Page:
It is clear the insurance industry can more do to promote and support men and women who are going through fertility treatment.
In addition to providing financial benefits through private medical insurance, such as a set amount of treatments for IVF, employers may also provide additional support services and appropriate HR policies, including mental health support, as dealing with infertility and treatment can cause stress and anxiety.
It is worthwhile asking clients for full details of their workplace policies, to help inform the advice process when it comes to assessing how much a client will need to pay themselves for fertility treatment and any counselling or support that surrounds this process.
Already some insurance providers have made changes to their own HR and benefits policies when it comes to their own staff.
Charlotte Gentry, founder of The IVF Network, says: "In recent months, we have seen a small amount of UK firms offering to cover the cost of IVF for employees.
"This is because the pandemic and resulting lockdowns have thrust employees’ mental and physical health into corporate conversations, accelerating a trend towards benefit packages that include fertility treatments."
Aviva as an employer offers infertility treatment leave to staff, for example, while Axa in the UK supports its own workforce with time off and paid leave for infertility treatment both for employees and for their partners.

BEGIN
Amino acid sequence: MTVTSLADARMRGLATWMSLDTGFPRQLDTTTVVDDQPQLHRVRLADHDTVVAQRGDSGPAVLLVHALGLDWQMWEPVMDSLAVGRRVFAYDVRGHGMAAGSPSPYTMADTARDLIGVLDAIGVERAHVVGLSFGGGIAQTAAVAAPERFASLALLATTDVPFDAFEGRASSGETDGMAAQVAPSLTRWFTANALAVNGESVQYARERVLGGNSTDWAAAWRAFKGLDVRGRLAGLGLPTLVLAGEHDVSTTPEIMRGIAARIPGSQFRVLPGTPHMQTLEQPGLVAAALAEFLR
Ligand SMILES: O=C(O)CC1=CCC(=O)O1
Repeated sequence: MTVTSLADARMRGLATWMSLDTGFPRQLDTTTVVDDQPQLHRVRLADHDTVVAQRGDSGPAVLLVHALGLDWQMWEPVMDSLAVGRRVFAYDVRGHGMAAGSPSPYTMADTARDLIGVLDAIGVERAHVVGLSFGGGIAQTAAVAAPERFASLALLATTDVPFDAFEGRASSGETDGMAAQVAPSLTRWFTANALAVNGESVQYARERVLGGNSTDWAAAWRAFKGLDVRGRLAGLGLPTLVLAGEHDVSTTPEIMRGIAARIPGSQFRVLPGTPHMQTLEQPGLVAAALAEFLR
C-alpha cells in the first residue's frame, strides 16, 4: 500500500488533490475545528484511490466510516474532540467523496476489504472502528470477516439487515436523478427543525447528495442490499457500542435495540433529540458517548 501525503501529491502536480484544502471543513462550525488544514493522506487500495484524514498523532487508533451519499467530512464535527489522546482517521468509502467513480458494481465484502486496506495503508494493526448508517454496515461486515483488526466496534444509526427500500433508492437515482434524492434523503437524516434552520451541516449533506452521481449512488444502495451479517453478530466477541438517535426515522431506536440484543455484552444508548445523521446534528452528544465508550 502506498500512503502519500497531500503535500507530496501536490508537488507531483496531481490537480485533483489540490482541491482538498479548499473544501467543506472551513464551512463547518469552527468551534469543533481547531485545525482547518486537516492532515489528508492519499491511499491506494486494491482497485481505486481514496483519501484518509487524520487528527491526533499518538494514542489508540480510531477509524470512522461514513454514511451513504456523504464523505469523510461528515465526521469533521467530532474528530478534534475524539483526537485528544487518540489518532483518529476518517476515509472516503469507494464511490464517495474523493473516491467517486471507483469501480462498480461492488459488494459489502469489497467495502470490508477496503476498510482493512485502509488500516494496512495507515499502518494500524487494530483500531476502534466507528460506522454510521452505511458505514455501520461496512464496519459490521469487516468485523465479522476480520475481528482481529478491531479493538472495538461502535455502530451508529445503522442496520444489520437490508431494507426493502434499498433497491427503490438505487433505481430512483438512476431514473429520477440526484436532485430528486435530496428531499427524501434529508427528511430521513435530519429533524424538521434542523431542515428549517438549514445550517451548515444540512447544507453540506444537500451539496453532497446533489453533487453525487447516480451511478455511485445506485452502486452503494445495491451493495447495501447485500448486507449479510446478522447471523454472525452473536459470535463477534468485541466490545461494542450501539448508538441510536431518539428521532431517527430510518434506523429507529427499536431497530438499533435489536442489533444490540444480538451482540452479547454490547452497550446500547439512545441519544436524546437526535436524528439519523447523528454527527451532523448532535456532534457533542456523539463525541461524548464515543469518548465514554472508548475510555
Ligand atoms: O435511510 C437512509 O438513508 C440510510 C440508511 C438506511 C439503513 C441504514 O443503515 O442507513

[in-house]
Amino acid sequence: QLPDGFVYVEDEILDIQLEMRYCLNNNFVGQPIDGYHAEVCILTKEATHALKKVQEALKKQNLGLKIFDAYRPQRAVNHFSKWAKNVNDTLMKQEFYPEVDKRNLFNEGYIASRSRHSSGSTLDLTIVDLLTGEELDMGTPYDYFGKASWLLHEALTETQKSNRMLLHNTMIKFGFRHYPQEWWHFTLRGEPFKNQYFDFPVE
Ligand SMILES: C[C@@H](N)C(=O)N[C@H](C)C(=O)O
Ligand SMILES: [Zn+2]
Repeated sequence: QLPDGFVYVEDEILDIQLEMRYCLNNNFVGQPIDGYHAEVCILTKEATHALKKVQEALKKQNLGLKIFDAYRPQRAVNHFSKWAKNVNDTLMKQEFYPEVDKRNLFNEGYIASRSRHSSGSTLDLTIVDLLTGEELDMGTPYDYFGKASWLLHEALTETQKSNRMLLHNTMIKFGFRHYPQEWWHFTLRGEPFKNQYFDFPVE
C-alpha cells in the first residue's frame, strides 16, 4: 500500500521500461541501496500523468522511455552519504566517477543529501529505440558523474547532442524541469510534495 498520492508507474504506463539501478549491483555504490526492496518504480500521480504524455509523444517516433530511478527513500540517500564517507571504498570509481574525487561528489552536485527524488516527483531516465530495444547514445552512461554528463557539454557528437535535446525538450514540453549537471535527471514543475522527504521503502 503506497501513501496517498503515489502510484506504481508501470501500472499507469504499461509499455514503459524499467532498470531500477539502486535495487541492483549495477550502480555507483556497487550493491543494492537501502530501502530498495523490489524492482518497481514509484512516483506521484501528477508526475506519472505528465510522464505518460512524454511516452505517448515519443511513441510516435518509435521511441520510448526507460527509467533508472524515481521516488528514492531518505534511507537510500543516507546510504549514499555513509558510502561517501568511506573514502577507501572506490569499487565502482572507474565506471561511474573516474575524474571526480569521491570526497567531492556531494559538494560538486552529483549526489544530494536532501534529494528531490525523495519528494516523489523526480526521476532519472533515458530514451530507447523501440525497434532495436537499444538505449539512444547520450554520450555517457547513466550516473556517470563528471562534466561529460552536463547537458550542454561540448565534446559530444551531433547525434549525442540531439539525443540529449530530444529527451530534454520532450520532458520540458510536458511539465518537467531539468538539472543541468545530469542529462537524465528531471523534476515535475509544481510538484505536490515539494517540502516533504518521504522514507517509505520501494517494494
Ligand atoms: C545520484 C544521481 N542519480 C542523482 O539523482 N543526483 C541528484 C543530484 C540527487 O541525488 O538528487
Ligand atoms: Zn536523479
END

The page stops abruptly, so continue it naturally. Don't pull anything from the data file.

In the US, a study from fertility treatment consultancy FertilityIQ ranked companies across various sectors based on how much support they give to staff going through fertility treatment. The companies were ranked in the Family Builder Workplace Index 2019-20.
Insurance companies scored well in terms of fertility benefits: Lincoln Financial Group, Sedgwick and Mass Mutual each racked up 64,000 points for covering at least two IVF cycles.
They were followed by AIG and Symetra, Kenworth Insurance, MetLife, Liberty Mutual, and GEICO.
Help for employees
MetLife in the UK has followed suit recently, offering specific help via medical support helpline Health At Hand to support employees with their health, including fertility issues, as well as paid leave.
Amy Tomlinson, head of HR at MetLife, comments: "We are now offering staff five additional days' paid leave from work if they are going through fertility treatment.
"As an employer, we recognised that numerous appointments and days off to recover from treatment are necessary when an employee or their partner is undergoing treatment.
"Rather than having to take sick days or use their holiday for this, we’ve gone one step further to offer additional leave, so that people can achieve a better work/life balance where they don’t have to choose between their personal and professional responsibilities."
According to Tomlinson, there has been good engagement with the policy since it was launched in 2020, and the company is encouraging other businesses to follow the same approach.